The state’s bold experiment with its dual eligible programs is getting some revisions, while raising some concerns among hospitals and physicians.
Dual eligible individuals have both Medicare and Medicaid coverage, meaning they are low-income and qualify for Medicare based on their age or disability. The One Care program serves individuals who are between 21 and 64 years old at the time of enrollment. Senior Care Options (SCOs) are available to dual eligible individuals 65 and older. Currently, there are approximately 68,000 individuals in both programs with another 239,000 in traditional fee-for-service.
Last August, the Executive Office of Health & Human Services (EOHHS) submitted a concept paper to the Centers for Medicare and Medicaid Services (CMS) on its proposed changes to both programs, which included plans to increase enrollment and address some of the financing aspects. CMS and the state are expected to reach agreement on the changes sometime this fall. Last week, EOHHS released a request for responses (RFR) for health plans that want to participate in a revised One Care program.
Throughout the process, MHA and the hospital community have been involved, weighing in on the state’s concept and supporting the duals program as a way of achieving improved care at potentially reduced costs. The One Care and SCO programs have improved the lives of many disabled and elderly Massachusetts residents, providing them with a beneficial alternative to traditional fee-for-service that also has the potential to achieve savings through enhanced care management and coordination.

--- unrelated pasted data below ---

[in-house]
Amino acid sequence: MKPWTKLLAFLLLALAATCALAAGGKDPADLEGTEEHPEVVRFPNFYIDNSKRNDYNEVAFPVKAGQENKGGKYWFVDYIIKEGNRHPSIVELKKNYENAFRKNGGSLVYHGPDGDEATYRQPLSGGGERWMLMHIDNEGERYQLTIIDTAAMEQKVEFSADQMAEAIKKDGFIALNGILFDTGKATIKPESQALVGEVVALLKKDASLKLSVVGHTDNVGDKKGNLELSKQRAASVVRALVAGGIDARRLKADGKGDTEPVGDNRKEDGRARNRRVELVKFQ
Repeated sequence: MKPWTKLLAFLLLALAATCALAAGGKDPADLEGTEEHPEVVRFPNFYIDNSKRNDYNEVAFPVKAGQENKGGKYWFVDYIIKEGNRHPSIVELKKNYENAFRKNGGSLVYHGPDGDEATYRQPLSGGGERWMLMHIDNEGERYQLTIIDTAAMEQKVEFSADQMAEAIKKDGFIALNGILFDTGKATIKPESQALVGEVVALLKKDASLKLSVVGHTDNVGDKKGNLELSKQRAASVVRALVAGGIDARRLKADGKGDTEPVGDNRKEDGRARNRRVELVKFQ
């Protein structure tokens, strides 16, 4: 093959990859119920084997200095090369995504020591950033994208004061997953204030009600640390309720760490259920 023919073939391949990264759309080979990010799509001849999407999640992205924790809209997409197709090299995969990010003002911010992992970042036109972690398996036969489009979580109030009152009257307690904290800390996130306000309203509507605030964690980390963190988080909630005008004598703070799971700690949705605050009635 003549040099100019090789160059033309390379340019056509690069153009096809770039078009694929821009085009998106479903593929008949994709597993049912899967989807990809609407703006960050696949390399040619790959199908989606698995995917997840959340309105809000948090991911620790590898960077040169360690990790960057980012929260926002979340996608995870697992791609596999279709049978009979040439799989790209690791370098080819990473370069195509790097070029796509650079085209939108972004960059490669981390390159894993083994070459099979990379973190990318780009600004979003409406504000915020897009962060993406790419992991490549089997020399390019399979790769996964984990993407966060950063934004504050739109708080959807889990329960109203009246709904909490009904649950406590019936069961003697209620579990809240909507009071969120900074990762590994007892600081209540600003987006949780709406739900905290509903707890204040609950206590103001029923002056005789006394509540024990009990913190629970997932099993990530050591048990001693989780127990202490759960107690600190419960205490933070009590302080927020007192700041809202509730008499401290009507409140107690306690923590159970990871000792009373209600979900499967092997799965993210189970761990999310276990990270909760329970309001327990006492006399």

But along each step of the process, MHA has cautioned against one potential element of the state plan – imposing a payment cap on certain providers. For both hospitals and professional services, the One Care RFR allows EOHHS to direct One Care health plans to establish payment rates that are no greater than a certain percentage of the Medicare fee-for-service rate and not less than a certain percentage of the MassHealth fee-for-service rate. Medicare is the primary funding for hospital and physician services provided to dual-eligible patients.
“The general notion of government intervention in setting reimbursement terms between health insurance companies and providers is bad policy on a number of levels,” said Dan McHale, MHA’s senior director of State Government Finance and Policy. “These rate setting policies have the effect of tilting the playing field to the imbalanced favor of the insurers, leaving providers with little ability to negotiate. If a healthcare provider demonstrates added value to a health plan as a key network provider or through its care management efforts, the provider and health plan should be permitted to negotiate and mutually agree to contract terms.”
The new program is scheduled to take effect January 1, 2021. Health plans interested in participating as One Care plans have until May 24 to respond to the RFR and it is expected that EOHHS and CMS will select plans in late fall 2019.